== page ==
How I Learnt to Address My Repressed Anger
We all get angry, but sometimes we keep it in and and it builds up and impacts our mental health. Charlotte shares how she realised her anger was something she needed to address.
“Why do you never get angry”, is something I get asked a lot. It’s not that I don’t express anger, but I suppose I just don’t show it.
When I explain to others that just like everyone else, I do get wound up, I do want to scream into my pillow or take my anger out on a bean bag, they don’t believe me. I have this habit where I keep it inside, so much so that a lot of it is repressed.
Growing up, I saw a lot of anger. I saw the way it affected other people and I knew how it made me feel. Seeing someone heavily expressing their anger on me, made me push any emotion I had like that to the deepest part of my mind.
I didn’t want to risk hurting anyone, but I ended up hurting myself.
Feeling angry is entirely normal, it’s a human emotion that helps us to understand who we are, what we like and what we don’t like. So, when you tell yourself that you are not allowed to use that emotion, it can be damaging to your own wellbeing.
There are ways to let out your anger without creating that negative response that you avoid. You don’t need to attack another person.
I have a bad habit of not communicating to those around me when I feel angry. I will say and act like everything they do is absolutely fine, even if it is not. I can go years, letting a person hurt my feelings, stir my emotions and fuel my anger, but I will not show it.
But eventually, at some point, that frustration needs to come out and it tends to explode. My intention is to communicate how I’m feeling, but I lash out and become a person I don’t recognise. Honestly, it leaves my mental health at a low for days afterwards.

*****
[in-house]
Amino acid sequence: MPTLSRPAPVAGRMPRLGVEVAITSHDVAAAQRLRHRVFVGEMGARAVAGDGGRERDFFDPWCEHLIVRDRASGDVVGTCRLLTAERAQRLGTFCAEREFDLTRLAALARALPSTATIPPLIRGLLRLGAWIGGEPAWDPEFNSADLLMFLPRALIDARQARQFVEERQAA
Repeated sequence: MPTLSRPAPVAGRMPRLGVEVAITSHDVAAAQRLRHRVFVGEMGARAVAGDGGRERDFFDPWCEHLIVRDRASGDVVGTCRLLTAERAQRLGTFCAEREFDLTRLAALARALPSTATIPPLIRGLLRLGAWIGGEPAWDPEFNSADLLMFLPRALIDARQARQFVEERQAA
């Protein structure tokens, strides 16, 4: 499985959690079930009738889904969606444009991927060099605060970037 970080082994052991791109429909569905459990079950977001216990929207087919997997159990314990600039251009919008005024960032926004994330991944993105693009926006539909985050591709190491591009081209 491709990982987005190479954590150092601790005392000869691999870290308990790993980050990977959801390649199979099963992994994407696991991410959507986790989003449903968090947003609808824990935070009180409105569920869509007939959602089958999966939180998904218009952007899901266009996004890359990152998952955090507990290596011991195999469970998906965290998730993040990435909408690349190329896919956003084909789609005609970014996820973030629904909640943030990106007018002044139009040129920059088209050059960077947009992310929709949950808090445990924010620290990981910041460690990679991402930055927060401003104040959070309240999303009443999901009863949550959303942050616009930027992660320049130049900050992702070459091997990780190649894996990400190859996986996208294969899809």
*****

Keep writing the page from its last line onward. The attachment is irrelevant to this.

I have lost friends and people around me to my texts or rants that I have when I’m in an angry rage. Like the hulk, it’s a rage that consumes me and though it’s a part of me, it’s not who I am or who I want to be. If anything, when I’ve calmed down (which often happens rather fast), I am left in remorse and with intense guilt.
Anger is something that needs to be addressed, it needs to be listened too. I have learned how to communicate and mention my discomforts before it reaches boiling level. Sometimes just accepting that we don’t like something, and expressing that, can prevent a whole outburst.
It’s important to remember that honestly, anger does not need to be negative, it can help us communicate to others how we are feeling. We have the option to express anger in a way that isn’t aggressive or harmful; we don’t need to be afraid of showing our emotions because we don’t have to give them the power of controlling us.
Coping With Anger
Anger is a normal emotion and something we all feel. Sometimes though, you can feel angry and not know why, or find yourself getting angry a lot. If this is the case, it’s important you don’t ignore your anger, it might be trying to tell you that there are things going on that you need help with. Looking for the cause of your anger is the best way to start making sense of it.
For more tips and advice visit Find Help: Anger.